Four days after beating the Washington Spirit at home 4-0, the Houston Dash visited smoky Seattle last night and lost 2-0 to the Reign. They still have a shot at a top-four finish in the NWSL and their first playoff in their five seasons of existence. Two points separate fourth place (Chicago Red Stars) from seventh (Dash). But they will likely need to win both of their remaining matches: one at home against a Sky Blue team that has yet to win this season; the other at North Carolina against a team that has lost only once.
The good news is that the North Carolina Courage's one loss was on their Cary NC home ground, at the hands—er, I mean the feet—of the Utah Royals. So the Courage are not invincible.
A playoff run would be nice, but even if the Dash fall short, I'm still a big fan...and the live-in companion of their loudest fan. ;-)
Order out of Organizational Chaos
I've heard from lots of fans about how messed up the Dynamo-Dash organization is, which the Christen Press mess and other quality players' departures brought to light. But that doesn't affect how I feel about the players, both Dash and Dynamo, or about the squad as a whole that new manager Vera Pauw has built. (I'm less enchanted with the Dynamo as a unit and with manager Wilmer Cabrera.)
I had my doubts about Pauw at the beginning of the season, when the team wasn't quite playing as a team, what with all the new arrivals. But even then I detected that Pauw was breaking things down into their component parts, improving those parts, and reassembling them into something better. The result is the Dash's best season yet: new highs for wins with 8, and for points and goals with 29 of each as of today.
Moving Rachel Daly back to the top of the formation where she belongs was the biggest improvement. Daly plays pretty well at any outfield position, including right fullback where she plays for England, but with the Dash she needs to be up front combining with Kealia Ohai. The additions of creative attacker Sofia Huerta and tall halfback Claire Polkinghorne, among others, helped solidify the team.
Just before the season started, Kayleen and I went to the Chocolate Bar in Rice Village and saw Coach Pauw waiting to order ice cream. We are frequent customers at both locations of the Chocolate Bar, so I interpreted that as a good sign.
Taking the Niece
This Saturday evening, I'll get to take my five-year-old niece and her parents to their first Dash match, the final 2018 regular-season home game against winless wonders Sky Blue FC. The niece has exhibited an aptitude for soccer, so I hope she'll be impressed with seeing some of the world's best players who happen to be women—including the two-time FIFA player of the year, former Dasher Carli Lloyd.
Ideally, I'd hope that, by the time my niece reaches adulthood, women's team sports will get coverage and attendance equal to men's in this country—and perhaps even equitable salaries for women athletes. Some day soon, perhaps in my lifetime, women's sports will just be...sports. It's already happening in Cascadia: The Portland Thorns routinely play to capacity crowds.
If you're curious, tickets are still available for Saturday, including some $9 specials for Fan Appreciation Night (Promotion Code = BBVA). This game will likely have way more than the usual 3,000 or so fans in attendance, and may set a new attendance record.
I'll leave it to my sister to explain to her daughter (or not) the meaning of #DashTFOn.
This is a terribly mundane entry, having nothing to do with third-party politics or other Big Issues (although a Green comrade passed along a tip about some potentially big doings in our local Green Party chapter—nothing worth reporting yet). It's mostly about my own personal life. So skip this unless you actually know and like me—or think you might.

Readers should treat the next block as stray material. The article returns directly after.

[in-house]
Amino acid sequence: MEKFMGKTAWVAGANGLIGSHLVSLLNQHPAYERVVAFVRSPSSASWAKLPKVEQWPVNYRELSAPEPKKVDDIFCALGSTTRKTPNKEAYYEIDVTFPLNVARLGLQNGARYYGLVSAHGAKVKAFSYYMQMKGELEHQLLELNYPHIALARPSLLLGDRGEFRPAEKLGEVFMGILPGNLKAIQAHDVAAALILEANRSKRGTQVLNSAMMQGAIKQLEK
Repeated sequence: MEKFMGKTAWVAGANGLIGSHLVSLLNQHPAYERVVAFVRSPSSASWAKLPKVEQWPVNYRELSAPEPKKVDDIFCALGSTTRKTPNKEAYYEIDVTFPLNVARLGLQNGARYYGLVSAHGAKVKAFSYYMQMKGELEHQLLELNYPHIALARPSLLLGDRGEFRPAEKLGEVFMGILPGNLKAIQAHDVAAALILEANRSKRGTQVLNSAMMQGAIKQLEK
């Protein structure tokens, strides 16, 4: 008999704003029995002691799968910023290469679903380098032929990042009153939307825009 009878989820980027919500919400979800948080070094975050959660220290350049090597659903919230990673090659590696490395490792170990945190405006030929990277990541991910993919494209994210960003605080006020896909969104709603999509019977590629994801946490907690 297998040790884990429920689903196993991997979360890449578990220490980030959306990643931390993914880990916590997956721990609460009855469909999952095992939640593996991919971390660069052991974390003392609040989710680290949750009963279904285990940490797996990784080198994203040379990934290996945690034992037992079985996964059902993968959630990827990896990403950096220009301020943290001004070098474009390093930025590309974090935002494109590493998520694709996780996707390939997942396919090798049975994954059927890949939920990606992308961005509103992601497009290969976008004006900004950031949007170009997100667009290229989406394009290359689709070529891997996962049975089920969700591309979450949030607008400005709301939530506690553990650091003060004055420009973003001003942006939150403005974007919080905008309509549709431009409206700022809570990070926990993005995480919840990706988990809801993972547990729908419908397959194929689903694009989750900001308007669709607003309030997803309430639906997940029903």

I'm still mentally surfacing, and resurfacing, from this past May the Fourth Be with Cinco de Mayo weekend. In many ways, the activities weren't all that unusual, but the entire time I didn't feel as though I was actually experiencing any of it. There must be a fancy Greek word for that dreamlike state in which you feel as if you're experiencing something vicariously, but it's really you going through it. Previously, I had felt something similar when taking anti-depressants, but I haven't been on those for years.
In the various Inner-Loop places I visited, I saw quite a few people I knew, because when I'm out & about inside the Loop, that's what happens. Many of these acquaintances asked me variations of "How are you doing?" If I were to answer with 100% honesty, I would have said, "I don't know."
We're taking a break from the political scene, which remains hardcore depressing despite some encouraging news from the Koreas.
This entry started out as a set of brief observations on a variety of topics, but it has turned into a rantlet about the tribulations of the Houston Dash, in which I throw around a couple-dozen players' names to make it look as if I know what I'm talking about. Socratic Gadfly has his Cardinals, Kuffner has his Yankees; I've got my Dynamo and Dash (and the US national teams).
The Rockets are steamrolling through the NBA playoffs. The Astros are finishing one of the best Aprils in their 57-year history. Our professional soccer teams? They're not exactly keeping pace: The Dynamo are 2-2-3 (8 points), the Dash 0-2-3 (2 points).
Despite the club's casual attitude about losing Christen Press to Sweden before she played even a minute in orange, her absence is really starting to sting.
What an up-and-down weekend. On a beautiful Easter Fools' Day afternoon, I got together with some beautiful friends for an Alice in Wonderland–inspired tea party amid the painted trees at Spotts Park. It's always uplifting when free spirits of various ages, ethnicities, and orientations can create and enjoy such harmonious vibes. It was one of those moments that make me reflect on why I am proud to call myself a Burner.